Letterpress Journey

I'm Starting a new journey this year. I'm finally going to figure out printing with the Nolan proofing press that I "acquired" from my father in law. The problem that lies ahead of me is that it's pretty bear bones. It's just a press. I have a few galley trays of varying size, and I purchased a very limited font on ebay for cheap.

My first challenge is to find a means for making or acquiring a plate that I can print from. Fortunately, I don't intend to do any form of commercial printing for others so that gives me a lot of flexibility.

So far I've looked into Boxcar Press photopolymer plates and required base, mounted magnesium plates, and linoleum block. I've not actually bought into and used these methods here, but I'm sure there are others out there who are looking at what options are out there. Here's what I've found out so far.

Boxcar Plates

To have photopolymer plates created is fairly inexpensive at about $.60–.70 per square inch. The problem with this approach is the upfront cost of the required Boxcar base. There are alternative bases, but there isn't much relative cost savings to be had by purchasing an alternative. The actual plates are thin so they have to be raised up to type height. Boxcar solves this by creating a base that sites on the press that the plates are then adhered to. That giant piece of aluminum is quite pricey. Maybe a bit too pricey for a starting place. Though it seems like they really have their stuff together and it seems like a pretty nice system. I may go down that road in the future.

Pros: Inexpensive plates in the long term, Digital designs can be recreated with precision
Cons: High cost barrier of entry with base cost,.

Mounted Magnesium Plates

These are more expensive. I've found one place (Owosso) that will do this so far, they also do dies other stuff too. A 4"x4" plate would cost me $29.25 before shipping which breaks down to $1.83 per square inch. They are mounted to type high so I don't have to worry about the upfront cost of a base.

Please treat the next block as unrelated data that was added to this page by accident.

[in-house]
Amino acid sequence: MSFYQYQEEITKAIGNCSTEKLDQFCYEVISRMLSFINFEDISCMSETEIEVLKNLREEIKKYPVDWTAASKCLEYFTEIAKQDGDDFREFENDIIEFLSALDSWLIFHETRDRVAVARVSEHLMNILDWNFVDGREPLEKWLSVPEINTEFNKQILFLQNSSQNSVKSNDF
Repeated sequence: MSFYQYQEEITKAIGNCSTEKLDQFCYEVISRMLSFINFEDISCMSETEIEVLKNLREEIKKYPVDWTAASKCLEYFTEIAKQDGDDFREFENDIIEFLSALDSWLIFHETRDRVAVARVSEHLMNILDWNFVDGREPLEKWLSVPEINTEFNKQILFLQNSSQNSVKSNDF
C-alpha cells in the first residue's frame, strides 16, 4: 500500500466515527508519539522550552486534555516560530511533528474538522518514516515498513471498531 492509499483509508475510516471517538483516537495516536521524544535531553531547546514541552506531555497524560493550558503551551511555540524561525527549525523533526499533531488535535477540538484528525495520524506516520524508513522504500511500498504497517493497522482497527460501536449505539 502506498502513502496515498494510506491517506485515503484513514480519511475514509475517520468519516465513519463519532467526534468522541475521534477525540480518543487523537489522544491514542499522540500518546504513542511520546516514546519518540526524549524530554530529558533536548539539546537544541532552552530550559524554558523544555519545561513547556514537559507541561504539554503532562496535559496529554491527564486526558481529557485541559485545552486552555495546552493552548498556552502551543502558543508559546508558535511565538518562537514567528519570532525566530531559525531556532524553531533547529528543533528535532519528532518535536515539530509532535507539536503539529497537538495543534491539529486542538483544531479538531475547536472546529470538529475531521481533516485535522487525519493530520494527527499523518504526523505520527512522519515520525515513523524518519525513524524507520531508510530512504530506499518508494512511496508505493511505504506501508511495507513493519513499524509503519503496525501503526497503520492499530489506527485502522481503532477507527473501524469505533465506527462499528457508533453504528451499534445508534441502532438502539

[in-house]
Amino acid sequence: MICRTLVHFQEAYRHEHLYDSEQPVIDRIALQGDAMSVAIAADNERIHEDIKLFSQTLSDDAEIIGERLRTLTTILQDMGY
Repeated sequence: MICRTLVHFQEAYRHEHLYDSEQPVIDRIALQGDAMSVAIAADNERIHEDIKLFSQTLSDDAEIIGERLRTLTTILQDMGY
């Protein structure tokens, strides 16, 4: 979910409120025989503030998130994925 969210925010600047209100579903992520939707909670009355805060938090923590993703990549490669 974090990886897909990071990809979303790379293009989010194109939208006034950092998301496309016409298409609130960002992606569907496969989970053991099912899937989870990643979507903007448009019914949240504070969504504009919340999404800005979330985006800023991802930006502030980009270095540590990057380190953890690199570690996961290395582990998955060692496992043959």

Pros: Don't need a base, Digital designs can be recreated with precision
Cons: Would be expensive over the long run at 2.5 times the cost per square inch compared to boxcar

Linoleum Block

These are fairly inexpensive, I've been able to find 5"x7" Speedball linoblocks for about $5-$6 which puts it at about $.17 per square inch on the high end. The flip side of that is that you have to carve your own image into the block, and since it's a softer surface my guess is that the image surface might break down fairly quickly with repeated printing.

Pros: Low upfront cost
Cons: Can't directly convert digital designs to plate, soft surface may not be ideal for printing

I tried taking some test prints with an old linoblock plate I had made. Unfortunately I still don't have real letterpress ink so this is just with acrylic paint. It's looking viable while I'm looking stupid!

Conclusion

At this point, my first attempts will be with Linoleum Block. But it fits my first project pretty well. It is an art project and as such, would likely benefit from hand carved plates. I'm only planning to do editions of 200 so I think the surface will hold up fine.

I'm going to be doing a blog post about each print in the series so keep an eye on this blog for future updates about this project. If you want to make sure you don't miss the release of these prints be sure to sign up for my newsletter.